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Prepare your business for an emergency

​Many businesses require additional preparation to deal with a major event or disruption. A disruption could be a major disaster affecting the entire city or it could be as simple as a power outage. Sign up for the Calgary Chamber’s Emergency Business Contact Database (EBCD) to receive relevant emergency business information and review this page to get started on disaster planning for your business.

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Know the types of emergencies that could impact your business

Knowing what to do beforehand can reduce the stress of an emergency situation for a business owner. See the most common types of emergencies in Calgary and consider how they might impact your business. Below are some examples of emergencies and questions to consider:


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  • What would you do if a significant number of employees were unable to come to work during a severe storm? How would you make sure they’re all safe? Are they able to work from home?
  • Do you know if your property is at risk for flooding? You can use this interactive map to determine if your business is located in a floodway.
  • Does your insurance policy safeguard your business against severe weather damage?
  • Are your company vehicles insured for hail damage?
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  • ​Do you know how to handle hazardous materials spills at work?
  • What would you do if the power went out?
  • Do your employees know how to shelter-in-place?
  • Do you have a muster point in case of an evacuation?
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  • If your supply chain experienced a disruption, how long could you continue to operate for? 
  • If your supplier experiences a disruption and is unable to deliver supplies, it is ideal to have a secondary supplier in place to ensure the continuity of operations.
  • Do you have a backup of important files in a secure location?
  • If your phones stopped working, how would you manage?
  • Do you use an online system to pay your employees?
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  • What would you do if your employees were unable to come to work during a pandemic?
  • During flu season, how would you prevent the spread of the flu at work? Visit Alberta Health Services to find immunization information for employers.
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Make an emergency action plan for your business

Having a business continuity plan in place will minimize the impact of a disruption on business activities. By making a plan, you will have a better understanding of the risks your business could face and will be better equipped to deal with various hazards. This might include having an alternative strategy for your office location.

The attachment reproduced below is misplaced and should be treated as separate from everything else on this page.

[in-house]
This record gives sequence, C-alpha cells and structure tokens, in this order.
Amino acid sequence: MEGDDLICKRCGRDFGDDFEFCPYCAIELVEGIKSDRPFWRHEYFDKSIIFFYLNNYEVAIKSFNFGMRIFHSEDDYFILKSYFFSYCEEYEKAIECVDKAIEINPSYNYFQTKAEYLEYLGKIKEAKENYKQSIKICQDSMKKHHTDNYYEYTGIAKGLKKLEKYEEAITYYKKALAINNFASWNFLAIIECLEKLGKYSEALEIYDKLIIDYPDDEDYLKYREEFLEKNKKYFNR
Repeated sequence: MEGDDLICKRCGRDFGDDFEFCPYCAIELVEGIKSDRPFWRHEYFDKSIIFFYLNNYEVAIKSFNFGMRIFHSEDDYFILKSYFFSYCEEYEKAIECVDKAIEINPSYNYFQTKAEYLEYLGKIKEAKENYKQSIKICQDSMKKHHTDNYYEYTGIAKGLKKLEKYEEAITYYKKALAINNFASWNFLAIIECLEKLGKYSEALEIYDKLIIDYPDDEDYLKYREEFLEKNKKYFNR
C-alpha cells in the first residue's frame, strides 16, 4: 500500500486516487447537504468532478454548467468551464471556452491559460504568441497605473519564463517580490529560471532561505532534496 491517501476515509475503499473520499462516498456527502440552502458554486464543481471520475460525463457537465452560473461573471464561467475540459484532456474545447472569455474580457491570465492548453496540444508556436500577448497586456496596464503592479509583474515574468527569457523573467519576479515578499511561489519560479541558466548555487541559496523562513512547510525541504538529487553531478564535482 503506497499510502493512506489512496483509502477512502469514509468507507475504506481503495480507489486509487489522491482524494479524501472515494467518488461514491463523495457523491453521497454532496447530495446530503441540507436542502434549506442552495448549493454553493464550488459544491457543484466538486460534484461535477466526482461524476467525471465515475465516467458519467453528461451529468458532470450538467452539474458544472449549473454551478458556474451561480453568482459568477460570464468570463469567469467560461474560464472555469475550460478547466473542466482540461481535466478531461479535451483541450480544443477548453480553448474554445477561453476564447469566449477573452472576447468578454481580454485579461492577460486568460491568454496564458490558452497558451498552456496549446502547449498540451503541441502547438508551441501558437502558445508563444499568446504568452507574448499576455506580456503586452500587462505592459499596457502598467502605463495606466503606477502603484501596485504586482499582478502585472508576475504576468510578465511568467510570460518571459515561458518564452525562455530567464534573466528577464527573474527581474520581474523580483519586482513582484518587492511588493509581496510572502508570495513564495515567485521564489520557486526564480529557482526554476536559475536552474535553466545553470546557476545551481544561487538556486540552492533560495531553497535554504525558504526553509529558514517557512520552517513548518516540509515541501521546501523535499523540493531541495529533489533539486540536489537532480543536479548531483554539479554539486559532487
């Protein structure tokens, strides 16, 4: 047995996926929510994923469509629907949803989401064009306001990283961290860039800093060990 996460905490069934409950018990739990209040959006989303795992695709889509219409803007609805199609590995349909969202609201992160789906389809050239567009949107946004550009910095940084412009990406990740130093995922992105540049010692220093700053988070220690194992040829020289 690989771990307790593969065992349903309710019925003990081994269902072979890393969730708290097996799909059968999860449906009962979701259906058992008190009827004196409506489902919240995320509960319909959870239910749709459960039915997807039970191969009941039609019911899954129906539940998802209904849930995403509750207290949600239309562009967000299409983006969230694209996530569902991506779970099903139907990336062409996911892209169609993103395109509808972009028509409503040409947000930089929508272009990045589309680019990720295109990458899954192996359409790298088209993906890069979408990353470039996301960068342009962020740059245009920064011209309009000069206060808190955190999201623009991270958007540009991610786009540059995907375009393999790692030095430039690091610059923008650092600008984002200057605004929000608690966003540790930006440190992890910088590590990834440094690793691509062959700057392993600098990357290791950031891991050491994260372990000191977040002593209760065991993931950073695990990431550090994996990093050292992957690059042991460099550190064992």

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Business continuity is about understanding the risks your business could face, and developing strategies and plans to ensure continued operation during and after a disruption.

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A business continuity plan will give you the best chance of staying open for business during a disruption, and will make it easier to resume normal operations afterward. Among many other benefits, a plan will reduce the losses you might experience during a disruption. You will also improve your dealings with banks, creditors, investors and insurers by showcasing your appetite for business resilience.

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Download our Business Continuity Handbook to walk through the steps of analyzing your business, assessing the risks, developing strategies, as well as making and exercising your plan. You can also download the Business Continuity Template and fill it in using the supporting Reference Guide. These documents will walk you through the entire process of business continuity planning.

Emergency alerts

How would your business learn about emerging risks and potential emergency situations? Find out about alerts that are issued to warn people about potential risks to their health and safety.

Learn more​​​​​​​

Educating employees on emergency preparedness

​A company’s employees are its greatest asset, and your business will be better off if your employees are prepared for an emergency.

Ensure that employees are prepared at home and at work - Encourage employees to have a 72-hour emergency kit at home, a “go-bag” at work, and an emergency response plan. Minimize risks in the workplace by keeping a First Aid kit and an automated external defibrillator (AED) on the premises. To ensure that employees know how to use them, consider offering First Aid and cardiopulmonary resuscitation (CPR) courses. You can also direct employees to learn more about being prepared for an emergency at home.

Have an evacuation plan - If you had to evacuate your workplace, would your employees know where to go? Make an evacuation plan and ensure that it is posted in a visible location for all employees. Holding fire drills every month is a good way to make sure all employees know how to evacuate the building.

Prevent the spread of illness - You can prevent the spread of illnesses such as the flu by promoting proper hand washing and encouraging employees to sanitize shared vehicles and workstations regularly. Visit Alberta Health Services to find immunization information for employers.

Small business and non-profits

Due to fewer resources, small businesses are especially vulnerable to theft, vandalism, and fraud. Learn more about security, online crime, email safety and mobile device safety. To report any type of fraud or theft, call 403-266-1234.

Non-profit organizations should also consider their preparedness and business continuity plans. Read our business continuity brochure for non-profit organizations.